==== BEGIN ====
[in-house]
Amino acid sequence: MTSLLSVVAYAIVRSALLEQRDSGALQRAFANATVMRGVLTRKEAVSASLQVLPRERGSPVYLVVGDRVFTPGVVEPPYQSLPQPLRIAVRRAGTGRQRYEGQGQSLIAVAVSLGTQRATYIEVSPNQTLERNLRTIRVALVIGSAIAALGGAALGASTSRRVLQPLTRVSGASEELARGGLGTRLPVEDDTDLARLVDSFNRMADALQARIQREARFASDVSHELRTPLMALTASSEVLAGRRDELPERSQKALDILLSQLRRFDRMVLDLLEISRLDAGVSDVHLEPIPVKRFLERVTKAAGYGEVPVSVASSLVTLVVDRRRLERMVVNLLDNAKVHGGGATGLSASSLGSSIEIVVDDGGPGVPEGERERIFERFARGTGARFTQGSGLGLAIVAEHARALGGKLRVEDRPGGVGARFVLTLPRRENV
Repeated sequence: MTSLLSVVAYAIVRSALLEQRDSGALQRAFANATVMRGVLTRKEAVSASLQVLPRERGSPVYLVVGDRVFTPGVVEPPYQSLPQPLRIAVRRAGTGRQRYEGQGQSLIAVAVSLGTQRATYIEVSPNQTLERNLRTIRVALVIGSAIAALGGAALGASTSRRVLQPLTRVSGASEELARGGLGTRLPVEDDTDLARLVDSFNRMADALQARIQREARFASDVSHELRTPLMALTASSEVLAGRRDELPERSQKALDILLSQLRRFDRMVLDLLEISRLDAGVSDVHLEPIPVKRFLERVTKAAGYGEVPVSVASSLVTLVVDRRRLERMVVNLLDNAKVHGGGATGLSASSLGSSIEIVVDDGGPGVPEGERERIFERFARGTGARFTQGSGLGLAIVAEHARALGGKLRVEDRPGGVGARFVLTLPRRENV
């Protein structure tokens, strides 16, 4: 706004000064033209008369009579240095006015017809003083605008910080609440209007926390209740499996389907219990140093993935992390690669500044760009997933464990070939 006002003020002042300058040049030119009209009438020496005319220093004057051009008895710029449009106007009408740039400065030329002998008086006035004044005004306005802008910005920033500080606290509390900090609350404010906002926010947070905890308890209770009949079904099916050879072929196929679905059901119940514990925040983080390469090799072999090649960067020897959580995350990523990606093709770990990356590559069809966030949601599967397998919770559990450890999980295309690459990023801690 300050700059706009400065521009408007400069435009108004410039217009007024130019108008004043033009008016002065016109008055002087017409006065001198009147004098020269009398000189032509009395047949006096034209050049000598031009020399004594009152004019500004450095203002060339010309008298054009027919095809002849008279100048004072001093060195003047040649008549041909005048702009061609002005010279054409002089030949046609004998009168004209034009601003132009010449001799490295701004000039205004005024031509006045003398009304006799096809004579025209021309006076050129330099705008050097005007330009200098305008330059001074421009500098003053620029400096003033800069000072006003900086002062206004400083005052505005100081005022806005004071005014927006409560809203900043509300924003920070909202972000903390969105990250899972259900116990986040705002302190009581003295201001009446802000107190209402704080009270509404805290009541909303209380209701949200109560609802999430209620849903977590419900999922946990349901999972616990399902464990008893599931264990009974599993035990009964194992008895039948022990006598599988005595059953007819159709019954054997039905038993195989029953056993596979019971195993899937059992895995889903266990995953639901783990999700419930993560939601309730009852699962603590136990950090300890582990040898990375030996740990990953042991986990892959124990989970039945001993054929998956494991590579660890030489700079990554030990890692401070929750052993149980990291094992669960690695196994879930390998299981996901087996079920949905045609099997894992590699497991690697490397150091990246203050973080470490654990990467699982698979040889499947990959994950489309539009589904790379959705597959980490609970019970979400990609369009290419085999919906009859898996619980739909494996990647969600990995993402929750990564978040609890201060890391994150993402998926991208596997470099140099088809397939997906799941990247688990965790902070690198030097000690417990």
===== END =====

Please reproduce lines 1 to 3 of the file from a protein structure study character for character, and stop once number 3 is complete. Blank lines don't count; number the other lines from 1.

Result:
[in-house]
Amino acid sequence: MTSLLSVVAYAIVRSALLEQRDSGALQRAFANATVMRGVLTRKEAVSASLQVLPRERGSPVYLVVGDRVFTPGVVEPPYQSLPQPLRIAVRRAGTGRQRYEGQGQSLIAVAVSLGTQRATYIEVSPNQTLERNLRTIRVALVIGSAIAALGGAALGASTSRRVLQPLTRVSGASEELARGGLGTRLPVEDDTDLARLVDSFNRMADALQARIQREARFASDVSHELRTPLMALTASSEVLAGRRDELPERSQKALDILLSQLRRFDRMVLDLLEISRLDAGVSDVHLEPIPVKRFLERVTKAAGYGEVPVSVASSLVTLVVDRRRLERMVVNLLDNAKVHGGGATGLSASSLGSSIEIVVDDGGPGVPEGERERIFERFARGTGARFTQGSGLGLAIVAEHARALGGKLRVEDRPGGVGARFVLTLPRRENV
Repeated sequence: MTSLLSVVAYAIVRSALLEQRDSGALQRAFANATVMRGVLTRKEAVSASLQVLPRERGSPVYLVVGDRVFTPGVVEPPYQSLPQPLRIAVRRAGTGRQRYEGQGQSLIAVAVSLGTQRATYIEVSPNQTLERNLRTIRVALVIGSAIAALGGAALGASTSRRVLQPLTRVSGASEELARGGLGTRLPVEDDTDLARLVDSFNRMADALQARIQREARFASDVSHELRTPLMALTASSEVLAGRRDELPERSQKALDILLSQLRRFDRMVLDLLEISRLDAGVSDVHLEPIPVKRFLERVTKAAGYGEVPVSVASSLVTLVVDRRRLERMVVNLLDNAKVHGGGATGLSASSLGSSIEIVVDDGGPGVPEGERERIFERFARGTGARFTQGSGLGLAIVAEHARALGGKLRVEDRPGGVGARFVLTLPRRENV